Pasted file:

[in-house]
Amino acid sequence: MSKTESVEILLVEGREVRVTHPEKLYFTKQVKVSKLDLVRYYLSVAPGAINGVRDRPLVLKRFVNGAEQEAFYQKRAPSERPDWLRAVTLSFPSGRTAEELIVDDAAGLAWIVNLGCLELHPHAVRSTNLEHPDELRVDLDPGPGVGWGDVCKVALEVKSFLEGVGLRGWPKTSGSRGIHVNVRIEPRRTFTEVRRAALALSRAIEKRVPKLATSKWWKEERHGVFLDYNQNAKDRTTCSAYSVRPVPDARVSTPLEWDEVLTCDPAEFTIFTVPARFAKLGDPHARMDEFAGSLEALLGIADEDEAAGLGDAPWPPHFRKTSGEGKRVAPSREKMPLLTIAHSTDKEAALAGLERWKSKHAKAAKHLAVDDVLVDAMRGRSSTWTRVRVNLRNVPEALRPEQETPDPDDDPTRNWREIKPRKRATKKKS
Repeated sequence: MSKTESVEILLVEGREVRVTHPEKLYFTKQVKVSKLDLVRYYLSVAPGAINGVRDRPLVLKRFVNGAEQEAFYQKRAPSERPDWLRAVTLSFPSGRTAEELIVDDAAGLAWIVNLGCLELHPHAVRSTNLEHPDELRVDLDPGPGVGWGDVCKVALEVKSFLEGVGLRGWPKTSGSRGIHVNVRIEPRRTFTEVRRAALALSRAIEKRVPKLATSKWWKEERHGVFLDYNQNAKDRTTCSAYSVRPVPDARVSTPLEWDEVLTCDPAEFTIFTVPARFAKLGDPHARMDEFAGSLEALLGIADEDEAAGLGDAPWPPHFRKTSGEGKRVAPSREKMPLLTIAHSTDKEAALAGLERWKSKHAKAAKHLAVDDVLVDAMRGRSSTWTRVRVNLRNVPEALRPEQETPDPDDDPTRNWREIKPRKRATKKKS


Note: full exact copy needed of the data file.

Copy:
[in-house]
Amino acid sequence: MSKTESVEILLVEGREVRVTHPEKLYFTKQVKVSKLDLVRYYLSVAPGAINGVRDRPLVLKRFVNGAEQEAFYQKRAPSERPDWLRAVTLSFPSGRTAEELIVDDAAGLAWIVNLGCLELHPHAVRSTNLEHPDELRVDLDPGPGVGWGDVCKVALEVKSFLEGVGLRGWPKTSGSRGIHVNVRIEPRRTFTEVRRAALALSRAIEKRVPKLATSKWWKEERHGVFLDYNQNAKDRTTCSAYSVRPVPDARVSTPLEWDEVLTCDPAEFTIFTVPARFAKLGDPHARMDEFAGSLEALLGIADEDEAAGLGDAPWPPHFRKTSGEGKRVAPSREKMPLLTIAHSTDKEAALAGLERWKSKHAKAAKHLAVDDVLVDAMRGRSSTWTRVRVNLRNVPEALRPEQETPDPDDDPTRNWREIKPRKRATKKKS
Repeated sequence: MSKTESVEILLVEGREVRVTHPEKLYFTKQVKVSKLDLVRYYLSVAPGAINGVRDRPLVLKRFVNGAEQEAFYQKRAPSERPDWLRAVTLSFPSGRTAEELIVDDAAGLAWIVNLGCLELHPHAVRSTNLEHPDELRVDLDPGPGVGWGDVCKVALEVKSFLEGVGLRGWPKTSGSRGIHVNVRIEPRRTFTEVRRAALALSRAIEKRVPKLATSKWWKEERHGVFLDYNQNAKDRTTCSAYSVRPVPDARVSTPLEWDEVLTCDPAEFTIFTVPARFAKLGDPHARMDEFAGSLEALLGIADEDEAAGLGDAPWPPHFRKTSGEGKRVAPSREKMPLLTIAHSTDKEAALAGLERWKSKHAKAAKHLAVDDVLVDAMRGRSSTWTRVRVNLRNVPEALRPEQETPDPDDDPTRNWREIKPRKRATKKKS